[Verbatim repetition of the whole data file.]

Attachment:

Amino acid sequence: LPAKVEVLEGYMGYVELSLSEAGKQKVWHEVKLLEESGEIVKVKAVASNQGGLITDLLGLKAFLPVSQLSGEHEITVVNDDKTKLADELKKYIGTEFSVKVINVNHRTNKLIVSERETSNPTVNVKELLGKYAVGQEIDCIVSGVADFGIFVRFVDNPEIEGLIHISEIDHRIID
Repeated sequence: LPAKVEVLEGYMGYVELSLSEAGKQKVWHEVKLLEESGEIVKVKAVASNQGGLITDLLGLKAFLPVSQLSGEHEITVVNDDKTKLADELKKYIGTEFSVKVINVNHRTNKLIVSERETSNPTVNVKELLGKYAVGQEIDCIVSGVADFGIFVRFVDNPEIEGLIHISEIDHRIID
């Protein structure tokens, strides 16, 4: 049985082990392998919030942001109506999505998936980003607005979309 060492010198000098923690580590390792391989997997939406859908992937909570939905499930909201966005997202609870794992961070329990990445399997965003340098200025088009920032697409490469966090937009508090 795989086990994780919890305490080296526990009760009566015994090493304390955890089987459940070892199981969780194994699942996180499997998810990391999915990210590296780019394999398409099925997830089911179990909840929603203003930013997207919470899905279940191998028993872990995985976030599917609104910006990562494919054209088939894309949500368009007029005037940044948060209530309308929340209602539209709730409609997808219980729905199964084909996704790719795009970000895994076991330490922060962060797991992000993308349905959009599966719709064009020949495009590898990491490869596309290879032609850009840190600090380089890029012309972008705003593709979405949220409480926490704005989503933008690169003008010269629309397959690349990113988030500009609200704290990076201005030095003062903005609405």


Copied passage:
Amino acid sequence: LPAKVEVLEGYMGYVELSLSEAGKQKVWHEVKLLEESGEIVKVKAVASNQGGLITDLLGLKAFLPVSQLSGEHEITVVNDDKTKLADELKKYIGTEFSVKVINVNHRTNKLIVSERETSNPTVNVKELLGKYAVGQEIDCIVSGVADFGIFVRFVDNPEIEGLIHISEIDHRIID
Repeated sequence: LPAKVEVLEGYMGYVELSLSEAGKQKVWHEVKLLEESGEIVKVKAVASNQGGLITDLLGLKAFLPVSQLSGEHEITVVNDDKTKLADELKKYIGTEFSVKVINVNHRTNKLIVSERETSNPTVNVKELLGKYAVGQEIDCIVSGVADFGIFVRFVDNPEIEGLIHISEIDHRIID
């Protein structure tokens, strides 16, 4: 049985082990392998919030942001109506999505998936980003607005979309 060492010198000098923690580590390792391989997997939406859908992937909570939905499930909201966005997202609870794992961070329990990445399997965003340098200025088009920032697409490469966090937009508090 795989086990994780919890305490080296526990009760009566015994090493304390955890089987459940070892199981969780194994699942996180499997998810990391999915990210590296780019394999398409099925997830089911179990909840929603203003930013997207919470899905279940191998028993872990995985976030599917609104910006990562494919054209088939894309949500368009007029005037940044948060209530309308929340209602539209709730409609997808219980729905199964084909996704790719795009970000895994076991330490922060962060797991992000993308349905959009599966719709064009020949495009590898990491490869596309290879032609850009840190600090380089890029012309972008705003593709979405949220409480926490704005989503933008690169003008010269629309397959690349990113988030500009609200704290990076201005030095003062903005609405």